YouTube to demo 4K streaming at CES 2014

Google is the latest company to attempt to offer native 4K content to the masses – and it will be demonstrating 4K streaming through YouTube for the first time at CES 2014.

MORE: CES 2014: News, rumours and what to expect

4K TV is proving to be popular among TV manufacturers - and is likely to be the showpiece of CES 2014 – but the main stumbling blocks so far have been the lack of any 4K content to speak of and the means of providing it in an easily accessible manner.

Google has been working on its own VP9 codec since 2011, with the main goal being to cut data consumption by around 50 per cent compared with the current standard H.265 codec.

Several big name companies such as LG, Panasonic and Sony have given their support for the new codec, so the chances of it going mainstream are high.

Online streaming service Netflix has already announced that it will be pushing for 4K streaming in 2014, confirming that season two of its series House of Cards will be available in the format. Netflix, however, will use HEVC (High Efficiency Video Coding) a.k.a H.265.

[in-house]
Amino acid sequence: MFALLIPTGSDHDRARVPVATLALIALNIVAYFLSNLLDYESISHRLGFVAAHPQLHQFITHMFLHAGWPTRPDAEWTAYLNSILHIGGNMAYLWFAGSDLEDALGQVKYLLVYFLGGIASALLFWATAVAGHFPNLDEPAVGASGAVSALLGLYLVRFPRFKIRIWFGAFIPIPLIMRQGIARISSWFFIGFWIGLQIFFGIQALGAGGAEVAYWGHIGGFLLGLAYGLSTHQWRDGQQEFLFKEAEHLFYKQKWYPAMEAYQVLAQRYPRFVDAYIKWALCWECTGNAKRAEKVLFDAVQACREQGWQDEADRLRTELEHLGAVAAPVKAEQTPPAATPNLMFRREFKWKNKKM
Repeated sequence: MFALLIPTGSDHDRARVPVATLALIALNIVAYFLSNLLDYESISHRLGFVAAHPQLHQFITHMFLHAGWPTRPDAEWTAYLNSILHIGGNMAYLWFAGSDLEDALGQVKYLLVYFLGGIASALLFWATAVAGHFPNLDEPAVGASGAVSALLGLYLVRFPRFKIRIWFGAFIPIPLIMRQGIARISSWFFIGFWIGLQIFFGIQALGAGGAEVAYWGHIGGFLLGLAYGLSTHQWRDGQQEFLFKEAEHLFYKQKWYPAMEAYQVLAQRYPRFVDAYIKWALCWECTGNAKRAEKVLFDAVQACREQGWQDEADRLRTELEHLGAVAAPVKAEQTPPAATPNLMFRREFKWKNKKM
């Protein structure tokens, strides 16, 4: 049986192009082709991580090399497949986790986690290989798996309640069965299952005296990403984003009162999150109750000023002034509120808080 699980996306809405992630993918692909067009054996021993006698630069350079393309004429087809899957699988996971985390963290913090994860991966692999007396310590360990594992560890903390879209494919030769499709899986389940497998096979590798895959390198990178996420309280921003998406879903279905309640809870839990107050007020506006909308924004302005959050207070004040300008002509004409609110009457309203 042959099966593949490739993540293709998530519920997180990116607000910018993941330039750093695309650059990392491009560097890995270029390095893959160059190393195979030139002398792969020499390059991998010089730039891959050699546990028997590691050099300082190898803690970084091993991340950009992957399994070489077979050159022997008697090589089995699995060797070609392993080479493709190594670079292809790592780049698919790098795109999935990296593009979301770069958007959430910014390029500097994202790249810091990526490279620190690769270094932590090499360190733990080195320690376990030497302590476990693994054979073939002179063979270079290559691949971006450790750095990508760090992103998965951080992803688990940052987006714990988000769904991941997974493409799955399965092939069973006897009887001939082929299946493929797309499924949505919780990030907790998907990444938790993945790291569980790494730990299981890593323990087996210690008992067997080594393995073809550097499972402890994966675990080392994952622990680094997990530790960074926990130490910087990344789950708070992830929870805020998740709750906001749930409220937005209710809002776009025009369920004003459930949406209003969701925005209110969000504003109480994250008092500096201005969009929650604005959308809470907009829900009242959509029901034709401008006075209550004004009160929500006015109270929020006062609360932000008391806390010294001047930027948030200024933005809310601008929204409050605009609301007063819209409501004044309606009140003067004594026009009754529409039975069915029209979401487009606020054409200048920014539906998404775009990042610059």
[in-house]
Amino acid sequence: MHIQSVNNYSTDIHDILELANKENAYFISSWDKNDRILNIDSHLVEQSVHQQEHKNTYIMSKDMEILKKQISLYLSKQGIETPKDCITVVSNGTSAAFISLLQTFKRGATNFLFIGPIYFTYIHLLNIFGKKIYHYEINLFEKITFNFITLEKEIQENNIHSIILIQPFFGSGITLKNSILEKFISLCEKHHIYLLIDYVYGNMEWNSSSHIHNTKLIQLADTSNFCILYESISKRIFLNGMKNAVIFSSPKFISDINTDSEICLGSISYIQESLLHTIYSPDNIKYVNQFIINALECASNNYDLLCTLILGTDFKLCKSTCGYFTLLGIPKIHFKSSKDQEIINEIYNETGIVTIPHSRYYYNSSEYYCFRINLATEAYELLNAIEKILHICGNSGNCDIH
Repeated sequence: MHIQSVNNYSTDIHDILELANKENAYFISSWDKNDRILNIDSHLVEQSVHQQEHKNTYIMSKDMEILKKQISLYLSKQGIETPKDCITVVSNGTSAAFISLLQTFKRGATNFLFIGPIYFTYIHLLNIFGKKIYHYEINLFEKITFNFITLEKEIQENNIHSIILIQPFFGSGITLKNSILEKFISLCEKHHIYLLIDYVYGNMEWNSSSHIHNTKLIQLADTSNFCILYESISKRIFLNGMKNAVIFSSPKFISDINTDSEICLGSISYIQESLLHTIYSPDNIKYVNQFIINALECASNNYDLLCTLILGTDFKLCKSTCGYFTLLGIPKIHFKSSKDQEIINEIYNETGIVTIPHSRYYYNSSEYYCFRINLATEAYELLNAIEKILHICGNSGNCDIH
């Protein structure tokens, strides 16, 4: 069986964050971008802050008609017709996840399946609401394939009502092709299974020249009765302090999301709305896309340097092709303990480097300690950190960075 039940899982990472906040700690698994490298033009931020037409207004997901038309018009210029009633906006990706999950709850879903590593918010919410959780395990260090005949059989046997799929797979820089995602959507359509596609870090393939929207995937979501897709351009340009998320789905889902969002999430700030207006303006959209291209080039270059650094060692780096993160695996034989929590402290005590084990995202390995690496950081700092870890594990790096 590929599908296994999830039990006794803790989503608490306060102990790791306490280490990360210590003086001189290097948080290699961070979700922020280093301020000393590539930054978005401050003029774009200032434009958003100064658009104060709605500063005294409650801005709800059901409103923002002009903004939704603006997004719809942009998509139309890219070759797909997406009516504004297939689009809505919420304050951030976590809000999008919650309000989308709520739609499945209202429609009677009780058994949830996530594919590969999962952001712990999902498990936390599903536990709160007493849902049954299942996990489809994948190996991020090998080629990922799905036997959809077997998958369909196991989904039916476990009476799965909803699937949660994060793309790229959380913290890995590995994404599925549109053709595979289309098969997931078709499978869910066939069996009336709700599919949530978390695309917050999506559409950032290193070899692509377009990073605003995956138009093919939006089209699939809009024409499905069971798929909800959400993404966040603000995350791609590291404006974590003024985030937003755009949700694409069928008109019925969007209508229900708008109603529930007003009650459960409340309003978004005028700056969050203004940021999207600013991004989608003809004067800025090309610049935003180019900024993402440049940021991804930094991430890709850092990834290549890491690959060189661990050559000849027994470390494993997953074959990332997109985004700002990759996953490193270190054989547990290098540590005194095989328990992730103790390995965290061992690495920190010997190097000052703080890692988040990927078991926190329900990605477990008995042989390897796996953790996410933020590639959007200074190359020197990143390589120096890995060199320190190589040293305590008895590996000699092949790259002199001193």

The main difference between the two codecs is that Google's VP9 is royalty-free, whereas HEVC requres patent-licensing agreements.

Francisco Verela, YouTube's global head of platform partnerships said of VP9: "We have all these partners supporting VP9, and this is the first next-generation codec that we are supporting. It's open, royalty-free - we like that profile."

He went on to say, however, that this move does not mean that Google will never support HEVC – but for now it is focusing on VP9.

Amazon has also stated it will be filming and distributing its own 4K programmes in 2014, to be made available through its LoveFilm service.

MORE: Ultra HD 4K TV: Everything you need to know

by Max Langridge

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Max is a staff writer for What Hi-Fi?'s sister site, TechRadar, in Australia. But being the wonderful English guy he is, he helps out with content across a number of Future sites, including What Hi-Fi?. It wouldn't be his first exposure to the world of all things hi-fi and home cinema, as his first role in technology journalism was with What Hi-Fi? in the UK. Clearly he pined to return after making the move to Australia and the team have welcomed him back with arms wide open.